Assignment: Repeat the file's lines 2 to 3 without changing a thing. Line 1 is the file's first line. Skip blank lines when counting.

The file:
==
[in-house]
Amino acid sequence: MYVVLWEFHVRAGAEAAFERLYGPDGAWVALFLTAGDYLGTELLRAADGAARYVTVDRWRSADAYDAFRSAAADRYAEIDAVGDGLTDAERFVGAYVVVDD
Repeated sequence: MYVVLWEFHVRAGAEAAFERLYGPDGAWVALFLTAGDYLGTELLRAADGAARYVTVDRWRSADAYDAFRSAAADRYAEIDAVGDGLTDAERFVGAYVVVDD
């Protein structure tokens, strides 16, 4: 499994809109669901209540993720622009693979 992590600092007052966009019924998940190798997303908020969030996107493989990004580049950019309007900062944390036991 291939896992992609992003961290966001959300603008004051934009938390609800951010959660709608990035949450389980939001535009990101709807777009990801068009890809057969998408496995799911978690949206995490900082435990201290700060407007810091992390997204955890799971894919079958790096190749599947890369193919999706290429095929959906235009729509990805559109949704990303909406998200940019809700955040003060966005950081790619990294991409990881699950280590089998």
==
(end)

Amino acid sequence: MYVVLWEFHVRAGAEAAFERLYGPDGAWVALFLTAGDYLGTELLRAADGAARYVTVDRWRSADAYDAFRSAAADRYAEIDAVGDGLTDAERFVGAYVVVDD
Repeated sequence: MYVVLWEFHVRAGAEAAFERLYGPDGAWVALFLTAGDYLGTELLRAADGAARYVTVDRWRSADAYDAFRSAAADRYAEIDAVGDGLTDAERFVGAYVVVDD